What’s more, Persona’s “All-out Attacks” have been given a spatial condition, which rewards smart planning and good positioning. Once an enemy is downed by being attacked out in the open, if the three characters can surround them, they can initiate a “Triple Threat” All-out Attack – wherein every enemy contained within the triangle formed by the squad (each member acts as one of three corners), will take a great degree of damage. In the best-case scenario, you can leverage the press turn system to send two members to the far reaches of the stage, and unleash multiple All-out Attacks that heavily damage all the enemies on a map. It’s an incredible feeling when you can pull it off, and plays heavily into the guerrilla nature of the Phantom Thieves’ crafty approach to battle.
Persona 5 Tactica makes a few major modifications to the rules of the RPG, in service of making the battles more flexible – while each character maintains their signature Persona (fantastical beings that manifest out of their psyches), each Phantom Thief can now equip any other Persona you collect, which provides additional skills. Previously, only the blank-slate protagonist Joker could swap out his Personas.
Shin Megami Tensei’s Persona fusion system also returns, where you can merge Personas to create more powerful ones, alongside a new system where you can create new firearms by merging Personas, too – and they’ll come imbued with related status effects.
Certain Persona mechanics that seemed like they would be perfect for Tactica are sadly absent, however, namely Social Links – a character relationship-building mechanic that informed both the narrative and the combat effectiveness of two particular team members in the original RPG. Instead, Tactica opts to depict downtime, character chatter, and relationships in straightforward visual-novel-like vignettes, some of which are optional (though they reward you with skill points to spend on your characters, there’s some obligation to see them through).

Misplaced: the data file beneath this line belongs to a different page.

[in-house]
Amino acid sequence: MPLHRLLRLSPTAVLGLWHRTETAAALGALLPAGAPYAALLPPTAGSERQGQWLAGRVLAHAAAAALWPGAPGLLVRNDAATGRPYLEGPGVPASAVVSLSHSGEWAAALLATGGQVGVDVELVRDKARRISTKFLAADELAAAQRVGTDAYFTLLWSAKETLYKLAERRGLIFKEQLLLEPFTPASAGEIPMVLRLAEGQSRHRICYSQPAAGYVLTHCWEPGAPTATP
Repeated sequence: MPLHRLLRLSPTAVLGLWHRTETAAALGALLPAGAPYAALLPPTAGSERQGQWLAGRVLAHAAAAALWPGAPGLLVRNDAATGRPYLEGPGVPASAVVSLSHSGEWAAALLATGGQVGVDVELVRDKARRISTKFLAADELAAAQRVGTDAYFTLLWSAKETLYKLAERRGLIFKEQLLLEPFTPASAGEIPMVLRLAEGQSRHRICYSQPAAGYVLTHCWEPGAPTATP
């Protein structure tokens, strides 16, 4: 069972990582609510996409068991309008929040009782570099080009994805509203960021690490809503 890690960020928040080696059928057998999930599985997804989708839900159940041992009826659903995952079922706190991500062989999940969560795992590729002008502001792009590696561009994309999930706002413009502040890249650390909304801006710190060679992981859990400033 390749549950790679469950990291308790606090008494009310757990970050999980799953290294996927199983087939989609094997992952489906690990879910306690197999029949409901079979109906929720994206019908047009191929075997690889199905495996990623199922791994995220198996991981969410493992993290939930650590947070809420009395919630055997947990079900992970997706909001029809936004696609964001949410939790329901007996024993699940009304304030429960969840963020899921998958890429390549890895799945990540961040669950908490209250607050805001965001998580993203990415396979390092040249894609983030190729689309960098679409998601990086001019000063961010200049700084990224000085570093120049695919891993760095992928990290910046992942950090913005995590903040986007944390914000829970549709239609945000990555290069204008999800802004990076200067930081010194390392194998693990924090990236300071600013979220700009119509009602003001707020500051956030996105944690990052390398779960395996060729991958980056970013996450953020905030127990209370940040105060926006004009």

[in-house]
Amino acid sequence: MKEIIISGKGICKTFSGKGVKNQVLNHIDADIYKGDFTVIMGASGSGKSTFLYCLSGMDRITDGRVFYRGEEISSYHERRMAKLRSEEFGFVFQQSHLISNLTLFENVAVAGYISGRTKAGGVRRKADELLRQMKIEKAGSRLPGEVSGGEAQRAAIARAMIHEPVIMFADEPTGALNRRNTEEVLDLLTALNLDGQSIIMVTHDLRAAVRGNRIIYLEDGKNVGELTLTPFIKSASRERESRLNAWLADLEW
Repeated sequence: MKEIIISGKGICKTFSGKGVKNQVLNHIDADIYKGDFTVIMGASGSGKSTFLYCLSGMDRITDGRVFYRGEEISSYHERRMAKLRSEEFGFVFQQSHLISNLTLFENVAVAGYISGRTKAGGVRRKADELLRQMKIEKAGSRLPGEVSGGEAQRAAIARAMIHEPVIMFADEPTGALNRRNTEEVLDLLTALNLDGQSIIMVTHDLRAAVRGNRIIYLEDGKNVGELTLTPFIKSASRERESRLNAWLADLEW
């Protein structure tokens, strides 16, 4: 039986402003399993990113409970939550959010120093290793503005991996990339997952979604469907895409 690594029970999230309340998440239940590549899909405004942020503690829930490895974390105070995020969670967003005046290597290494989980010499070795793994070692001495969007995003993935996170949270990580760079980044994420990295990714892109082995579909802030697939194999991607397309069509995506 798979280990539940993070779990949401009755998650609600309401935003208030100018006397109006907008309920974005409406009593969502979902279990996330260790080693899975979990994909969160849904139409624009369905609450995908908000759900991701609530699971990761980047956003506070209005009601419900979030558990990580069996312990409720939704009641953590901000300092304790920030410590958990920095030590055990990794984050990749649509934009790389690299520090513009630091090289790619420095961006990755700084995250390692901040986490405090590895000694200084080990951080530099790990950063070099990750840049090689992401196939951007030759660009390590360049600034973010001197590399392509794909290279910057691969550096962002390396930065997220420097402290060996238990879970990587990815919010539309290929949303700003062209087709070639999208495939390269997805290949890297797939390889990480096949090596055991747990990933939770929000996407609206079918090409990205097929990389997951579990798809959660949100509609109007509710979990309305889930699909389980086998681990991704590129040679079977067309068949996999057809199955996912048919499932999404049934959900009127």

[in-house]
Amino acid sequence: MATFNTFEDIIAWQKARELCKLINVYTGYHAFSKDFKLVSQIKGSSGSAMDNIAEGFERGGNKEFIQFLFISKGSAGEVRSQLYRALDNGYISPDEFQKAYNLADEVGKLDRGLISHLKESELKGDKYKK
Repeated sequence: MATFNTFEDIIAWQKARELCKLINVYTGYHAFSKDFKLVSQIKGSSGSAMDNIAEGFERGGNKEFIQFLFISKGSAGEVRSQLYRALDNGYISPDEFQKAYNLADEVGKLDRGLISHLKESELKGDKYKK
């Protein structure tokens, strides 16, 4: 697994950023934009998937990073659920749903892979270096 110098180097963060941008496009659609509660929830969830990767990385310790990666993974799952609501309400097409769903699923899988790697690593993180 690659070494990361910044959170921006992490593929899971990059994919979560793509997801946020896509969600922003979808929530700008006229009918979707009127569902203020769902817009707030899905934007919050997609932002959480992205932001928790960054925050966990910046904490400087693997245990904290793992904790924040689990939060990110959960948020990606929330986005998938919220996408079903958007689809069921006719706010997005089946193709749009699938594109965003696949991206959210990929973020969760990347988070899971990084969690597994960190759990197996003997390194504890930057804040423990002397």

Therein lies the main point of weakness for Persona 5 Tactica – the storytelling outside of the blistering tactical battles is much slower paced, and the chapters can feel long-winded and over-written in the way that anime games often are. It’s exacerbated in Tactica by the fact that there are none of the familiar and meaningful non-combat interactions to motivate you as time passes, on top of the fact that the story is so focused on the machinations of the plot, rather than character relationships.
Watching the mystery unravel certainly has its moments, especially when revelations about Kasukabe and Erina come to light, and Persona’s entertaining portrayal of perceptive teens cutting through the bullshit of the adult world remains. But the more standard beats that lead up to the big plot moments aren’t as exciting, and without a meaningful vector to meaningfully engage in the downtime myself, my tolerance for the extended visual novel chapters of the game would fluctuate, depending on my mood. Overall, it feels like they dragged out the pacing of the game, especially when all I wanted to do was jump right into the next chaotic battle.
Throwing the cast of Persona 5 into a world of turn-based tactics works incredibly well, and the mechanical twists made to support it pay off in a very gratifying way. Outside of that, there are very few risks taken in the narrative – it’s a low-stakes plot that bubbles along, gives the game a stop-start feel, and ultimately feels like the peripheral side-story that it is. But when your favourite characters are tearing up the battlefield and wiping out whole armies of enemies in a big All-out Attack, Persona 5 Tactica feels like the best interpretation of the Phantom Thieves spirit.
4 Stars: ★★★★
The PS5 version of Persona 5 Tactica was provided and played for the purposes of this review. GamesHub reviews are rated on a 5-point scale. GamesHub has affiliate partnerships. These do not influence editorial content. GamesHub may earn a small percentage of commission for products purchased via affiliate links.